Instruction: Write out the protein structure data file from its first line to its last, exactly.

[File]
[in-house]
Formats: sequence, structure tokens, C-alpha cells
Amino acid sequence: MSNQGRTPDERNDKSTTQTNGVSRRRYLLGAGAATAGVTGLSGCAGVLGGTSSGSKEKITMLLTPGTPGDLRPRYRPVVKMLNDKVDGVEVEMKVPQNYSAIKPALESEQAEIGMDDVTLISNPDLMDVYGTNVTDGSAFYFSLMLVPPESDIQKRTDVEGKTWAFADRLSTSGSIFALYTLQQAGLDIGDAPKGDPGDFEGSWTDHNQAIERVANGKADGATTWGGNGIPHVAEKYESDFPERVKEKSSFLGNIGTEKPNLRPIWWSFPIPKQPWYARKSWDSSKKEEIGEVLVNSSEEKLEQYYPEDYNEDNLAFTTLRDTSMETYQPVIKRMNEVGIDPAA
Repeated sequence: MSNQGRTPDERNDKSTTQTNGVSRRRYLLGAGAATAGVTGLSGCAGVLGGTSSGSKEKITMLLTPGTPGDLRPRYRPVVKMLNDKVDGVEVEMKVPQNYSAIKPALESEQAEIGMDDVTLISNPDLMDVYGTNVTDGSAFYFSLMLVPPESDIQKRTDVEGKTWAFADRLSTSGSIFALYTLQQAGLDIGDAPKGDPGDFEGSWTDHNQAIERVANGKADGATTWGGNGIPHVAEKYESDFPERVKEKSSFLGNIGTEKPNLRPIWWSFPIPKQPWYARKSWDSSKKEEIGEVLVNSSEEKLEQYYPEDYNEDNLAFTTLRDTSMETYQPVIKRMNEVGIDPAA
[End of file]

[in-house]
Formats: sequence, structure tokens, C-alpha cells
Amino acid sequence: MSNQGRTPDERNDKSTTQTNGVSRRRYLLGAGAATAGVTGLSGCAGVLGGTSSGSKEKITMLLTPGTPGDLRPRYRPVVKMLNDKVDGVEVEMKVPQNYSAIKPALESEQAEIGMDDVTLISNPDLMDVYGTNVTDGSAFYFSLMLVPPESDIQKRTDVEGKTWAFADRLSTSGSIFALYTLQQAGLDIGDAPKGDPGDFEGSWTDHNQAIERVANGKADGATTWGGNGIPHVAEKYESDFPERVKEKSSFLGNIGTEKPNLRPIWWSFPIPKQPWYARKSWDSSKKEEIGEVLVNSSEEKLEQYYPEDYNEDNLAFTTLRDTSMETYQPVIKRMNEVGIDPAA
Repeated sequence: MSNQGRTPDERNDKSTTQTNGVSRRRYLLGAGAATAGVTGLSGCAGVLGGTSSGSKEKITMLLTPGTPGDLRPRYRPVVKMLNDKVDGVEVEMKVPQNYSAIKPALESEQAEIGMDDVTLISNPDLMDVYGTNVTDGSAFYFSLMLVPPESDIQKRTDVEGKTWAFADRLSTSGSIFALYTLQQAGLDIGDAPKGDPGDFEGSWTDHNQAIERVANGKADGATTWGGNGIPHVAEKYESDFPERVKEKSSFLGNIGTEKPNLRPIWWSFPIPKQPWYARKSWDSSKKEEIGEVLVNSSEEKLEQYYPEDYNEDNLAFTTLRDTSMETYQPVIKRMNEVGIDPAA